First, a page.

Define "decency". I've lived through 2 fashion periods where women's nipples were visible thru their blouses or dresses and even today many women choose tops so that their nipples protrude. Same thing for guys and tight pants, some men chose them so that the outline of their penis is readily visible.
Either you are very young, extremely oblivious, or both as far as current events go. Women not wearing a burqa have been arrested and even stoned top death. Similarly in New York City, the laws covering nudity (last I heard) make no distinction between men and women. Anywhere where it is legal for men to be shirtless, it is legal for women as well.
And anyone with even a poor education knows that some hunter/gather cultures tolerate complete nudity (especially in children). So, it is ridiculous to ask about cultural absolutes as far as nudity.
My guess is that a culture should tolerate only exposure of skin which is sanitary - that is doesn't significantly spread "germs". Both sweat and waste from the anus, urethra, and vagina (as well as (lactating) breast leakage) would be expected from nearly all healthy individuals. Fluids from unhealthy or injured individuals also needs to be considered. Given our (current) anatomy, it seems to me that in an environment where temperatures (winds, humidity, sand, pollution, UV,...) don't require protection, then a loincloth would be a minimum.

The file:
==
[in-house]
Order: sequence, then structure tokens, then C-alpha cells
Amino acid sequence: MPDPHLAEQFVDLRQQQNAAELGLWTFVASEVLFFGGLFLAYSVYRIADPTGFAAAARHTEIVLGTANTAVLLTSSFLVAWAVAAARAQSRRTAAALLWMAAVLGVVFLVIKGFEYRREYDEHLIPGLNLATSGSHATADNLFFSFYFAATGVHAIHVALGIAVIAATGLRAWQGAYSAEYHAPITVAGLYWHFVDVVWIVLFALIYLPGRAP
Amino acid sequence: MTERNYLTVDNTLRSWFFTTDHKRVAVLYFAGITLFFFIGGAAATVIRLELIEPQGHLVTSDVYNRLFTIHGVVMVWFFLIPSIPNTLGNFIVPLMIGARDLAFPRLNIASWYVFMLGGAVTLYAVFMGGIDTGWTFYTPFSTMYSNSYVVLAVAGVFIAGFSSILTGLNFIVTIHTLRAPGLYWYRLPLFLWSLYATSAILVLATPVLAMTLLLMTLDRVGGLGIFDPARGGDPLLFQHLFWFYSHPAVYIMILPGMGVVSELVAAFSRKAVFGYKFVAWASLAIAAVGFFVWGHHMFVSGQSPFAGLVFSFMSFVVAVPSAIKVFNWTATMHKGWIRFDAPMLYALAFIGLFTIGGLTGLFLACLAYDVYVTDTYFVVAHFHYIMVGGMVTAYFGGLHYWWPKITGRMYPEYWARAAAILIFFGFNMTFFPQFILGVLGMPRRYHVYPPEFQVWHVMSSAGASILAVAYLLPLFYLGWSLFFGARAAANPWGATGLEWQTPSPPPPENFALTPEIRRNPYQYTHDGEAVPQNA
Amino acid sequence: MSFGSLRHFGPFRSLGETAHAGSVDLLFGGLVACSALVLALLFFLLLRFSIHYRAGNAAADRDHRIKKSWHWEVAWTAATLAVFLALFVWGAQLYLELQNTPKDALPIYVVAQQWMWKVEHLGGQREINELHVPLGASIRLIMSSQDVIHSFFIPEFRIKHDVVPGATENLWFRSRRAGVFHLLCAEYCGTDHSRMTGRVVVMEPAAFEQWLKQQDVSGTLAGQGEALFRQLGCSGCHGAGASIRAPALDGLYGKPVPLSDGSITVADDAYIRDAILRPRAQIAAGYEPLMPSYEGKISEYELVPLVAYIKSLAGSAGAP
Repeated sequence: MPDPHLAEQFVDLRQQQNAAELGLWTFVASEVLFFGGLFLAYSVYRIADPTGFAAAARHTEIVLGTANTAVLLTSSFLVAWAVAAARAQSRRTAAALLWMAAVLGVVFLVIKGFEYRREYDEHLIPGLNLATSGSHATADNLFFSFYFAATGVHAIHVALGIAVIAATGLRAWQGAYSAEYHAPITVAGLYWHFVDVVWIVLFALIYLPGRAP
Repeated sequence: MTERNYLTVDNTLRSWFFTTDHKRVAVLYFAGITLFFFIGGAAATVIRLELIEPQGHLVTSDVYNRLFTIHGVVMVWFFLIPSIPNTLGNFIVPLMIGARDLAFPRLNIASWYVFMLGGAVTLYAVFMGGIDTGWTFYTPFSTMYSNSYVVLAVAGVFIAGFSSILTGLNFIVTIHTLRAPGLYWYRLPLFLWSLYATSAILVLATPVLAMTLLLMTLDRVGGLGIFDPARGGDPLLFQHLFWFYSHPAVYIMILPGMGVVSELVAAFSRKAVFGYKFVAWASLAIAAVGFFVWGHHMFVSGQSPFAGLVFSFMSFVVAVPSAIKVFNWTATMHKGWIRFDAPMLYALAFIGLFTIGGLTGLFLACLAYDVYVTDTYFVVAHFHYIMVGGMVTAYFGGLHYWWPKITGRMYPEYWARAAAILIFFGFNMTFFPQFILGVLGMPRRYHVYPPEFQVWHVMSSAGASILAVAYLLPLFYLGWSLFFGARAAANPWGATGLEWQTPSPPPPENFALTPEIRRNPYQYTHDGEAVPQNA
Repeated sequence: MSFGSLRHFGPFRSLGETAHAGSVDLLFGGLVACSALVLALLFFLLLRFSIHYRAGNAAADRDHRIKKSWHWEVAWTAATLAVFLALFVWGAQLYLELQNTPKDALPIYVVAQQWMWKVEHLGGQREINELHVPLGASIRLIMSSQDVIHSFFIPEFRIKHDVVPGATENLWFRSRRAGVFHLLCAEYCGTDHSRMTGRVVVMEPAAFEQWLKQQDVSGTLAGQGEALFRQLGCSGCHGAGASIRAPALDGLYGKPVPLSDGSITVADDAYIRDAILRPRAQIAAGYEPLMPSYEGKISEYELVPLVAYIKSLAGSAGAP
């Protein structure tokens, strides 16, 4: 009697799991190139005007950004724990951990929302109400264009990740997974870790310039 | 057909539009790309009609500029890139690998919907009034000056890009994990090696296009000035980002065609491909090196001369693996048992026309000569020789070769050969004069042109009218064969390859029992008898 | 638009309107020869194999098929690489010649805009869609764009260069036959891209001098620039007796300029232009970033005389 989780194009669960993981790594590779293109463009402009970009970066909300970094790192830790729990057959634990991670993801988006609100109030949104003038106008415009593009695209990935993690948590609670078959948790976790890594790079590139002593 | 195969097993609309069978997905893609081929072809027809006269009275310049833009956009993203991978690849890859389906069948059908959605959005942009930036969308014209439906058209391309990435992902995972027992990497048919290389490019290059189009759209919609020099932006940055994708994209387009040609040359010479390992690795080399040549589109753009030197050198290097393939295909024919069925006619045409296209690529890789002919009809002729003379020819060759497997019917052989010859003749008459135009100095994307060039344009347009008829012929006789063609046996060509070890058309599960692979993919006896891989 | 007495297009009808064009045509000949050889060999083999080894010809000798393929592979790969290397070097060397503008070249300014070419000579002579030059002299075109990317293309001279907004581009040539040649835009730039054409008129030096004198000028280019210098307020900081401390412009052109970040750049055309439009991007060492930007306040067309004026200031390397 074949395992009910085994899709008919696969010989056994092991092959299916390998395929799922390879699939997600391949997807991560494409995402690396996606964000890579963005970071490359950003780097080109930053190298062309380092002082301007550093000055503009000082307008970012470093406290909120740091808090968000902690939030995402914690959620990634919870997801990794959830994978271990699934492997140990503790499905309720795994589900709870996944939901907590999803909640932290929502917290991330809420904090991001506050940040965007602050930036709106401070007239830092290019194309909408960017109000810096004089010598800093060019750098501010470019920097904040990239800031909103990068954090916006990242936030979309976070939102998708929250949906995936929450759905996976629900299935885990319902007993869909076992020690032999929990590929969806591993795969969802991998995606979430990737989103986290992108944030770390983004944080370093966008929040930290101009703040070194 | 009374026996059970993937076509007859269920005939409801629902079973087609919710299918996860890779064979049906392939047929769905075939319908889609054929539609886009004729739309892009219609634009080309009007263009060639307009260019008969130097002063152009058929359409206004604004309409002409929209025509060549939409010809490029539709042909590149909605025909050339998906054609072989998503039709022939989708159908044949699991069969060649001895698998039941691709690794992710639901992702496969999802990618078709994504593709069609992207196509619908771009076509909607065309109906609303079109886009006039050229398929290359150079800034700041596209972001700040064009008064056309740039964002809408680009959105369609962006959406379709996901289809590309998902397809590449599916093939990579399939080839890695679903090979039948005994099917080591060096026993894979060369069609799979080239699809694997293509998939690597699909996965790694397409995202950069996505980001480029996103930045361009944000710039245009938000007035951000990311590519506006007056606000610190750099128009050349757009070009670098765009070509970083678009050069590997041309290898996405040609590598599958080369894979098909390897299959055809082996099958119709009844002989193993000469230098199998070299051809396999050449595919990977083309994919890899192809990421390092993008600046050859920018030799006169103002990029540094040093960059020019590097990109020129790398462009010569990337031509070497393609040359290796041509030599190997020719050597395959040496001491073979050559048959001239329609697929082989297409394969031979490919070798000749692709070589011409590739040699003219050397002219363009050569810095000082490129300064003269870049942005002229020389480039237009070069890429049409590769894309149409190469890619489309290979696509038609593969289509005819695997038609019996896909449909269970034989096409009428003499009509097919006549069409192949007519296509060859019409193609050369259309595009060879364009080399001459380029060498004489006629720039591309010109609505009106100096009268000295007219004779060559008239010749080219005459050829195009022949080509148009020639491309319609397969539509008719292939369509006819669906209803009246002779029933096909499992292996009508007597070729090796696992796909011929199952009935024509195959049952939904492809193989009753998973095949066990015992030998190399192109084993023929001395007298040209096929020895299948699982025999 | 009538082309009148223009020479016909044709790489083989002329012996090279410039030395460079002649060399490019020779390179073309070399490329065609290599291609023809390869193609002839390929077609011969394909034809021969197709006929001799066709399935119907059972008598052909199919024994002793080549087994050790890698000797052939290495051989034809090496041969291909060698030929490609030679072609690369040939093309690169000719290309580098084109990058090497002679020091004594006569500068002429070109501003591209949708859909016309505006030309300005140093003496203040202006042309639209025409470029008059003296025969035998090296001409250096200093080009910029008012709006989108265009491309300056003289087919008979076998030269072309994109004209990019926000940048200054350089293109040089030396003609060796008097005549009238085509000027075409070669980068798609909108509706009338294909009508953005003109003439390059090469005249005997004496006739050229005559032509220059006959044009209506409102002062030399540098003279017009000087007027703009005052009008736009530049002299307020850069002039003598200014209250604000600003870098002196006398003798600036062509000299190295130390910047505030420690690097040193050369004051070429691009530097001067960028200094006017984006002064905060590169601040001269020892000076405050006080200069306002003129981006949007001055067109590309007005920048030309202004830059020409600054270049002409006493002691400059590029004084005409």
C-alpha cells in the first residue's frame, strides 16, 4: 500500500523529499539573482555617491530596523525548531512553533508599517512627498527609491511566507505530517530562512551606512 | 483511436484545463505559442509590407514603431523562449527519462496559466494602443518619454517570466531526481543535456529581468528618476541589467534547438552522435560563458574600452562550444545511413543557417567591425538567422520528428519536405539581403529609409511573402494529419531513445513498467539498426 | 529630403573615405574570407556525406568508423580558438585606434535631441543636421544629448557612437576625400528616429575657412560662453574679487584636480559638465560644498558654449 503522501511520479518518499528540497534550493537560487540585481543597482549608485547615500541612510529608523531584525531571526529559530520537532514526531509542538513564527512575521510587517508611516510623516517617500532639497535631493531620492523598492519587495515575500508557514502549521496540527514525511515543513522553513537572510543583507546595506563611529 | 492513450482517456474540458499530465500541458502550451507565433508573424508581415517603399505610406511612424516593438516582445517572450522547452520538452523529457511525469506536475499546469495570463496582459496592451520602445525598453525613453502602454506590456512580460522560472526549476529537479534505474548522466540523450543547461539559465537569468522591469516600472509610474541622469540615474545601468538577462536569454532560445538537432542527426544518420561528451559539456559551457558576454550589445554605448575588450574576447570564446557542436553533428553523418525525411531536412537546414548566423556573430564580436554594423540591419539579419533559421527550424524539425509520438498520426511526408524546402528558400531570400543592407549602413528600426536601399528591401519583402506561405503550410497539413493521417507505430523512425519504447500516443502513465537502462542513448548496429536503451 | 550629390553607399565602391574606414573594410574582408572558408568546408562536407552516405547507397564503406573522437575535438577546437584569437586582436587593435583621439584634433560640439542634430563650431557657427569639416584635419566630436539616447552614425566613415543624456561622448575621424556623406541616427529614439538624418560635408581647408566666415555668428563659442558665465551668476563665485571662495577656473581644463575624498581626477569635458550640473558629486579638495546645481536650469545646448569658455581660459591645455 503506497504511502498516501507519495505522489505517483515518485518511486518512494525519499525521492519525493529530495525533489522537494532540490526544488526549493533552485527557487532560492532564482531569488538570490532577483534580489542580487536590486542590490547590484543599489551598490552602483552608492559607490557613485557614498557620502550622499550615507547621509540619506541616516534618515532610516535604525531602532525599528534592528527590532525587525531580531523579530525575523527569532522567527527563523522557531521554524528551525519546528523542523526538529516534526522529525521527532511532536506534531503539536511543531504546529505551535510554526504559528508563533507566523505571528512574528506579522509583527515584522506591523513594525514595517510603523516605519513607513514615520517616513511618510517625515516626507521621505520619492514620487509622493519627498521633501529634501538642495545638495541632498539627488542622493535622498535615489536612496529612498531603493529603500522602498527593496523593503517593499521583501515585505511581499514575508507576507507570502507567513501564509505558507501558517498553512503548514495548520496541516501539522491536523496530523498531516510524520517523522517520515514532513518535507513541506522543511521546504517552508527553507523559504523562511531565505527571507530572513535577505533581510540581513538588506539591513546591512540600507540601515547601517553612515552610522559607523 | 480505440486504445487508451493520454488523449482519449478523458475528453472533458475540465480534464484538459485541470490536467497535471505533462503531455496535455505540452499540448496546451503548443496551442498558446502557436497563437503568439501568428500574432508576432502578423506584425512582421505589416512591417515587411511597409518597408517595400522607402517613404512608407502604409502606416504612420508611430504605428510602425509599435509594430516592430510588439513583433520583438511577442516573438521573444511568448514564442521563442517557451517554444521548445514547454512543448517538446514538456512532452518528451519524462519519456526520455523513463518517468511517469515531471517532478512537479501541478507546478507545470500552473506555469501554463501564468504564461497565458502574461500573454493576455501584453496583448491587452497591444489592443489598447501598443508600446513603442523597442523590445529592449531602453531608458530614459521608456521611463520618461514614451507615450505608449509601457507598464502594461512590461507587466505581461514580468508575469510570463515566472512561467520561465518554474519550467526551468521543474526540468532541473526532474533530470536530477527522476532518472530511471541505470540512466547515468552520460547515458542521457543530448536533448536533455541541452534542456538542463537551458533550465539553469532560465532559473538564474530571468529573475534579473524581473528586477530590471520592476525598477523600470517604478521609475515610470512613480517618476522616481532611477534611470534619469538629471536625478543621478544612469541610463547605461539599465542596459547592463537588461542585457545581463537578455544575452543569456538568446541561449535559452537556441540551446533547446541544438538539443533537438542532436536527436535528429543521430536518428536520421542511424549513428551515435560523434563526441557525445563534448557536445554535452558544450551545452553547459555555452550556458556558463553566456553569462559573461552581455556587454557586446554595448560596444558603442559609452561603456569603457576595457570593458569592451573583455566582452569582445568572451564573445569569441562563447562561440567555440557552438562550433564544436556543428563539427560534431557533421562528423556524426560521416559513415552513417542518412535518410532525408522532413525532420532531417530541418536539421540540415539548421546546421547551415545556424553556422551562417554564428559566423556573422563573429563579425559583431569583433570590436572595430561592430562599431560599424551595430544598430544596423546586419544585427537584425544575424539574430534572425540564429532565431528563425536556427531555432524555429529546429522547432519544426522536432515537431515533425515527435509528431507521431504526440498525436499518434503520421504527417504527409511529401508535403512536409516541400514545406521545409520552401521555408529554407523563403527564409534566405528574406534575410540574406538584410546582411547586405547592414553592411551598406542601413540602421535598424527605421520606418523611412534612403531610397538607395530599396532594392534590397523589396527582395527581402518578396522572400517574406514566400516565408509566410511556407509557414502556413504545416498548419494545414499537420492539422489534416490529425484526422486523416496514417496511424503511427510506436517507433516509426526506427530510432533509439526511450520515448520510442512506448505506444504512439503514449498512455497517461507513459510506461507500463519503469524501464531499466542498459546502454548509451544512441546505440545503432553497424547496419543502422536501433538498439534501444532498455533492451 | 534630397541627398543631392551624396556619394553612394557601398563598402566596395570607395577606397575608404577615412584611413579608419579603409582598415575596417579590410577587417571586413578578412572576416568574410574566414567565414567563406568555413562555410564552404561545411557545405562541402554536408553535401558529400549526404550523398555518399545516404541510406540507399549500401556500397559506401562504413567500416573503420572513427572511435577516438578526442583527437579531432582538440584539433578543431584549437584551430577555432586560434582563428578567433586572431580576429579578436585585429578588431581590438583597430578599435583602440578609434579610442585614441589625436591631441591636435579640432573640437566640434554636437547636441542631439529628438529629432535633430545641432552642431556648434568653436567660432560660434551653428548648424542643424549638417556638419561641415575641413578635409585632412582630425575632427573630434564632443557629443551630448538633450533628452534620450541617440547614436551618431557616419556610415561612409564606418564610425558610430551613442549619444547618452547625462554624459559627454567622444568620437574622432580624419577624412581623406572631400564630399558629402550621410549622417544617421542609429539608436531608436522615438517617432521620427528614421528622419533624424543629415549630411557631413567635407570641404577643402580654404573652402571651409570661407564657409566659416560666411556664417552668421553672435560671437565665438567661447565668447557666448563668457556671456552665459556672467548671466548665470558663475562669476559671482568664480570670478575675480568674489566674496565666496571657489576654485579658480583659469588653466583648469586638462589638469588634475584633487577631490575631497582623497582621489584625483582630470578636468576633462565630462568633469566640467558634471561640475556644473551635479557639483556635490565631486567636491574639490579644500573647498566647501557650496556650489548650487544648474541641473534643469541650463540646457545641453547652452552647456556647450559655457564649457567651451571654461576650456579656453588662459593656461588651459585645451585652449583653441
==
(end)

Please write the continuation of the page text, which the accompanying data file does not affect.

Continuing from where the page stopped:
However it seems to me that there's almost no advantage to having photosynthetic skin in the groin, armpits, inner thighs or soles. To be effective, the photosynthetic skin will be more vulnerable than skin might be without it. Although I can think of several tropical plants with very tough leaves, in general the surfaces of leaves are not very robust. So, like everything else, any redesign of human skin and metabolism will have both advantages and disadvantages.
One (obvious) function of modern clothing is moisture control. Seems to me that we might be able to have moisture permeable, colored clothing which only slightly filters light in the blue to orange part of the spectrum (violet and red colors would take out the least energy). Thickness would matter: thicker, greener clothing would be a status symbol, as would multiple layers.
Hair would be counterproductive, but sunglasses (or modified eyes) would be useful. I should mention that obviously someone living at the North Pole would have different optimal trade-offs than someone living at the Equator, similarly someone living in a city or rainforest compare to living in the desert.